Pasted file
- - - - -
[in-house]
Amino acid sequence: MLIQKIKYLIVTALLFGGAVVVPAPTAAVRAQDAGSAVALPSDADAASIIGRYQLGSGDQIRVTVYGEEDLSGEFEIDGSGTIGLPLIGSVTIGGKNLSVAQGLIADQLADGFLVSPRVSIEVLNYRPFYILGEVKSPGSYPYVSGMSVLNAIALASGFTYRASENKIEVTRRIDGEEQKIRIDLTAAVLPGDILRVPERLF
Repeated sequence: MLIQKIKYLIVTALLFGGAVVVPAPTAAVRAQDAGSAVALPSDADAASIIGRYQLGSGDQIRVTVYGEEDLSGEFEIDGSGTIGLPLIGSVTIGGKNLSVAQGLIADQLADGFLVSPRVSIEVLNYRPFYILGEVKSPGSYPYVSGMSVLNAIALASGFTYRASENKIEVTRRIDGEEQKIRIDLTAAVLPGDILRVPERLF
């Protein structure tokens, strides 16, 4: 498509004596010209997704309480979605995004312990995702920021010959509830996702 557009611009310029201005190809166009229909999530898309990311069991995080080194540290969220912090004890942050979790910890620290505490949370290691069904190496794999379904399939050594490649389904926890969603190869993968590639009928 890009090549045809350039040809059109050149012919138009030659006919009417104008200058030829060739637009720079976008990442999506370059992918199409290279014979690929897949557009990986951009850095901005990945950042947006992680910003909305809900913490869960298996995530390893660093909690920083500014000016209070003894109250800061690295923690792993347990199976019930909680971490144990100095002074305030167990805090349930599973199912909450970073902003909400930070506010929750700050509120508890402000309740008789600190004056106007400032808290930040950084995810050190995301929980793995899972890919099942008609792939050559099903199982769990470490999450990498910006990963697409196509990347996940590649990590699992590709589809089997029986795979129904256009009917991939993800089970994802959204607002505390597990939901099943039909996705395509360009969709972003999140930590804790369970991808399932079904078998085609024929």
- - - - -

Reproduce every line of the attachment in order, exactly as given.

[in-house]
Amino acid sequence: MLIQKIKYLIVTALLFGGAVVVPAPTAAVRAQDAGSAVALPSDADAASIIGRYQLGSGDQIRVTVYGEEDLSGEFEIDGSGTIGLPLIGSVTIGGKNLSVAQGLIADQLADGFLVSPRVSIEVLNYRPFYILGEVKSPGSYPYVSGMSVLNAIALASGFTYRASENKIEVTRRIDGEEQKIRIDLTAAVLPGDILRVPERLF
Repeated sequence: MLIQKIKYLIVTALLFGGAVVVPAPTAAVRAQDAGSAVALPSDADAASIIGRYQLGSGDQIRVTVYGEEDLSGEFEIDGSGTIGLPLIGSVTIGGKNLSVAQGLIADQLADGFLVSPRVSIEVLNYRPFYILGEVKSPGSYPYVSGMSVLNAIALASGFTYRASENKIEVTRRIDGEEQKIRIDLTAAVLPGDILRVPERLF
């Protein structure tokens, strides 16, 4: 498509004596010209997704309480979605995004312990995702920021010959509830996702 557009611009310029201005190809166009229909999530898309990311069991995080080194540290969220912090004890942050979790910890620290505490949370290691069904190496794999379904399939050594490649389904926890969603190869993968590639009928 890009090549045809350039040809059109050149012919138009030659006919009417104008200058030829060739637009720079976008990442999506370059992918199409290279014979690929897949557009990986951009850095901005990945950042947006992680910003909305809900913490869960298996995530390893660093909690920083500014000016209070003894109250800061690295923690792993347990199976019930909680971490144990100095002074305030167990805090349930599973199912909450970073902003909400930070506010929750700050509120508890402000309740008789600190004056106007400032808290930040950084995810050190995301929980793995899972890919099942008609792939050559099903199982769990470490999450990498910006990963697409196509990347996940590649990590699992590709589809089997029986795979129904256009009917991939993800089970994802959204607002505390597990939901099943039909996705395509360009969709972003999140930590804790369970991808399932079904078998085609024929």